“Jamaat-ul-Ahrar is striving for global jihad,” the splinter group of the Tehreek-e-Taliban Pakistan proclaimed in 2014. Two years later, by 2016, however, its ambition had shrunk, as made apparent by this new statement: “It is our well-defined policy to fight inside Pakistan.” It says it hasn’t attacked any other country and didn’t intend to in the future. The global aspirations seem to have been reduced to local concerns.
JuA head Omar Khalid Khorasani can perhaps be forgiven for readjusting his group’s outlook. The US State Deparment recently decided to designate JuA as Specially Designated Global Terrorists (SDGTs). And so the JuA, which had once offered its services to Al-Qaeda is now denying having relations with the international terror outfit.
Islamabad has welcomed the decision. “Pakistan has for long pleaded [with the US] to take concrete action against TTP and the likes, who are hiding in Afghanistan,” said a Pakistan Foreign Ministry spokesperson.
JuA spokesperson Ihsanullah Ihsan did not respond to this requests for comment on the recent policy shift.
The JuA took shape in August 2014 and went on to stage a number attacks in Pakistan against military personnel, law-enforcement agencies, government buildings, politicians, religious minorities, lawyers and other government officials. Presently, the group is led by Khorasani who before joining the JuA worked as the head of the TTP’s Mohmand Agency chapter.
If you are marked an SDGT, it means that the US believes you have committed, or pose a risk of committing, acts of terrorism that threaten the security of US nationals or its national security, foreign policy, or economy. Such a title used to be a feather in a terrorist’s cap once upon a time. Whenever militant outfits or Taliban leaders were designated global terrorists, they felt rather chuffed to be called the most dangerous person in the eyes of their enemy. It was the ultimate validation.
This does not appear to be the case with Khorasani, who, far from jumping to publicise this ‘achievement’ took almost two weeks to respond to the announcement. And when he did speak, via an audio message through JuA’s propagana wing Ihyae Khilafat, he had this to say: “The decision is unjust [and] is based on wrong information provided by Pakistani intelligence to the US.” It is almost as if the statement carries a plea to review the decision.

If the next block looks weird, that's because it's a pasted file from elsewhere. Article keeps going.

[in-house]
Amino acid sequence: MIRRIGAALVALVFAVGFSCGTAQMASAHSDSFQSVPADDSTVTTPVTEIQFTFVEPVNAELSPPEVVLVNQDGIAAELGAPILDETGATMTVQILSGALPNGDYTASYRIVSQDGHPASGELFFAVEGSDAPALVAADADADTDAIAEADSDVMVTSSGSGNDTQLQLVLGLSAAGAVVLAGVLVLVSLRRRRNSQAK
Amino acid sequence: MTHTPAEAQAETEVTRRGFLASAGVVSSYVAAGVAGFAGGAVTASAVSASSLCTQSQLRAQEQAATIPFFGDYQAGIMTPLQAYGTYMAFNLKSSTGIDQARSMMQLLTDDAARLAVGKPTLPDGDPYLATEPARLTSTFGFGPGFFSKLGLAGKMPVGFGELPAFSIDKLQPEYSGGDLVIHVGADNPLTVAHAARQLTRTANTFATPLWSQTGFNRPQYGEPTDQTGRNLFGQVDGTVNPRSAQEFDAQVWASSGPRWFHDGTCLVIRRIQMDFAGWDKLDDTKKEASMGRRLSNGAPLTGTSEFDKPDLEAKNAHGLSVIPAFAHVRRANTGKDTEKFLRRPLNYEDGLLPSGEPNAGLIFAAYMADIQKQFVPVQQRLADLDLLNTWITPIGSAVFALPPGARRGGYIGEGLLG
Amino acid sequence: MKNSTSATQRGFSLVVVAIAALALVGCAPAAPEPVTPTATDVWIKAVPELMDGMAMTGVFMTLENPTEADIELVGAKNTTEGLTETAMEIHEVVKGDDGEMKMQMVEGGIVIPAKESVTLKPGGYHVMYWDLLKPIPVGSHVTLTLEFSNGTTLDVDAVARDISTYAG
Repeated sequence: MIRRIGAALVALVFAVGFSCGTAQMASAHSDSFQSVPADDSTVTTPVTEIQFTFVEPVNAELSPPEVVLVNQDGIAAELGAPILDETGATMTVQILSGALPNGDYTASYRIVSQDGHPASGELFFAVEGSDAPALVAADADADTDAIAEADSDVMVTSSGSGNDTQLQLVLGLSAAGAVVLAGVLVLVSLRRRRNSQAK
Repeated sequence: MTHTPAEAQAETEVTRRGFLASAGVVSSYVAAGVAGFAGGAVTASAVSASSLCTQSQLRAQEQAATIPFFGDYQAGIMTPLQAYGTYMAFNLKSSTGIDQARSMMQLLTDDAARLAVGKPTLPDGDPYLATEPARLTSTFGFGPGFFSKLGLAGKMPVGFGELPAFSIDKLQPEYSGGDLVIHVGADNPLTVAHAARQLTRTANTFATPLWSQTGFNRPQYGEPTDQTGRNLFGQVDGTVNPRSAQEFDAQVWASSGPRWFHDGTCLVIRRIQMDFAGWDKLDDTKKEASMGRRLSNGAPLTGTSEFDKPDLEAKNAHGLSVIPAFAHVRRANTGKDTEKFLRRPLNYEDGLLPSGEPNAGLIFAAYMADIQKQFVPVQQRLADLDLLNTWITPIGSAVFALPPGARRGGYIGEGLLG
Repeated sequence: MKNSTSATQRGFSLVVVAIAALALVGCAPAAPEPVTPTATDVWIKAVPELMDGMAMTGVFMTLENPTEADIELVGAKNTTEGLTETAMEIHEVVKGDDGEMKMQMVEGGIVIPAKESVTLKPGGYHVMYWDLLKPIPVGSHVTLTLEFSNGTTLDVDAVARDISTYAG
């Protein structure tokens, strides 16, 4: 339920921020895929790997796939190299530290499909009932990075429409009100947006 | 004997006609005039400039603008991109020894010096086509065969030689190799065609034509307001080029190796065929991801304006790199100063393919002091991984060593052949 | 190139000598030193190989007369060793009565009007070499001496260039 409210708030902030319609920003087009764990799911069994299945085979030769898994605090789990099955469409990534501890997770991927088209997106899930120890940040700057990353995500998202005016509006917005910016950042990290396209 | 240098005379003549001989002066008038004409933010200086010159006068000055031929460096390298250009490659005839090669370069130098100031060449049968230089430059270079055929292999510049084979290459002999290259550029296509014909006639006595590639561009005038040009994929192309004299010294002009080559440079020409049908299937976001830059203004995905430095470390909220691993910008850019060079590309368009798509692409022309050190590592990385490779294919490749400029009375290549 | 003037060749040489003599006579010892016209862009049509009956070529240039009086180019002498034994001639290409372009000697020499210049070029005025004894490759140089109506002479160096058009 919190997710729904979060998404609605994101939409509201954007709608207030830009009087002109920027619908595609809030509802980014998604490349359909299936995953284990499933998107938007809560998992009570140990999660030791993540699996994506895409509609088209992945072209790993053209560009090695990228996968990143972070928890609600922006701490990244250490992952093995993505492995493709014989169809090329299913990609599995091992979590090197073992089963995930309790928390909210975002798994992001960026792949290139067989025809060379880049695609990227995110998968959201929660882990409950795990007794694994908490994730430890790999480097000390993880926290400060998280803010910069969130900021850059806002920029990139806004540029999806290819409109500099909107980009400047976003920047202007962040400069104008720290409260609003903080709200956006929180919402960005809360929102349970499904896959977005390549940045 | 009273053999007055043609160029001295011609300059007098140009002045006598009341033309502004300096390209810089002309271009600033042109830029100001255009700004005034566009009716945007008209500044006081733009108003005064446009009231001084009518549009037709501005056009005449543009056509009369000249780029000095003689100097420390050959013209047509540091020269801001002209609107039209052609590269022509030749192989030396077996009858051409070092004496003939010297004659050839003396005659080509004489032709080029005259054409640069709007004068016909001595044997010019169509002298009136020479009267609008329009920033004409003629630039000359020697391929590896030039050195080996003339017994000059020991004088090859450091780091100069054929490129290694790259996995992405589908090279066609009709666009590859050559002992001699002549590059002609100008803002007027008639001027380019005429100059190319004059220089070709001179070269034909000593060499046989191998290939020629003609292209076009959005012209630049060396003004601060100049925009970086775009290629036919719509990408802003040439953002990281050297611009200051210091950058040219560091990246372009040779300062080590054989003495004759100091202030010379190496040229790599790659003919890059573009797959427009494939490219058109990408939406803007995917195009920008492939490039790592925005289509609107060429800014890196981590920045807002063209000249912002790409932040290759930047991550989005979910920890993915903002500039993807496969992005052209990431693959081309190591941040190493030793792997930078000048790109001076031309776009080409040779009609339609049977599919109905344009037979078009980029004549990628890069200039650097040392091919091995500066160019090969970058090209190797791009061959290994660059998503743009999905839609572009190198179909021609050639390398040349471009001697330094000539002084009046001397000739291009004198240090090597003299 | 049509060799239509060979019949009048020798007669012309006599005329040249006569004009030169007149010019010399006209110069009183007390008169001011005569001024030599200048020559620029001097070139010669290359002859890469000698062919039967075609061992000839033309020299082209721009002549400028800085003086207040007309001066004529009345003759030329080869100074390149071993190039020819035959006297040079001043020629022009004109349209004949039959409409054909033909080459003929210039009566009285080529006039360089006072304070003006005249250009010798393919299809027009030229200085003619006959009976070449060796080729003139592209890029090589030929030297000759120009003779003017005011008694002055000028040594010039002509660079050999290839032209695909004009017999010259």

An insider claimed that Khorasani called a shura or council meeting after the State Department’s announcement and decided to downsize the group’s policy from global jihad to avoid the wrath of US and European countries. In a sense, Khorasani was just going by historical precdent. Khalifa Omar Mansoor of the TTP’s Tariq Gidar group was killed in a drone strike in Afghanistan in July 2016 just a month after the US State Department had declared his group an SDGT in May. The Dara Adam Khel-based group had carried out many attacks in Pakistan, including the one on Army Public School Peshawar.
But it is deniable that Khorasani has deviated from the JuA manifesto defined at the time of its inception. Ihyae Khilafat magazine has carried a number of articles written by leading commanders on the topic of “global jihad”. In 2014 a special English-language edition editorial stated that they were aiming for Shariah and establishment of Khilafah at the global level. Khorasani has pleaded with the world community to support it in its fight against the Government of Pakistan, which he says is not allowing Islamic Shariah.
According to Khorasani the JuA never swore allegiance to the Islamic State or was affiliated with Al-Qaeda. “Such reports are nothing but packs of lies. We want to make it clear that we have no organizational relations with IS or Al-Qaida.” However, on the 13th anniversary of the 9/11 attacks, the JuA issued a policy statement vowing to continue the mission of Al-Qaeda chief Osama bin Laden.
Well-placed sources in Taliban say, however, that JuA and Al-Qaeda fighters have remained side-by-side in the Af-Pak region and still enjoy good relations. “We have people from all over the world, including Arabs and Western world for this mission,” Reuters quoted JuA spokesperson as saying in November 2014.
What is the JuA
In July 2014, a group of senior Taliban leaders quit the Maulana Fazlullah-led TTP on differences over administrative issues. The formation of JuA was announced next month in August. Initially Maulana Qasim Khorasani was made head of the outfit but the real power rested with Omar Khalid Khorasani. Ihsanullah Ihsan, who once headed the media wing of the TTP, became JuA’s official spokesperson. Amongst the other leading commanders were Qari Ismail from Khyber Agency, Mullah Yaseen from Swat, Maulana Abdullah from Bajaur, Mufti Misbah from Peshawar, Maulana Haider Mansoor from Orakzai Agency and Maulana Shakeel Ahmad Haqqani from Charsadda who was later killed in airstrikes in Afghanistan. In March 2015, Khorasani replaced Qasim.
Initially the group was strong with a large number of fighters from different parts of the country. But many quit for other organizations. At the moment the majority of JuA is based in border areas between Pakistan and Afghanistan with some sleeper cells in urban areas. “Around 40 people from JuA have joined IS, including one of its operational commanders Umar Khitab,” claimed one source. Journalist Rahimullah Yousafzai puts its current numbers in the low hundreds (like around 300). “JuA’s central leadership is based in Afghanistan but the group does not control villages or hamlets; its members can easily cross the border to communicate with their comrades in Pakistan,” he told TFT.
Tahir Ali is based in Islamabad and he tweets at @tahirafghan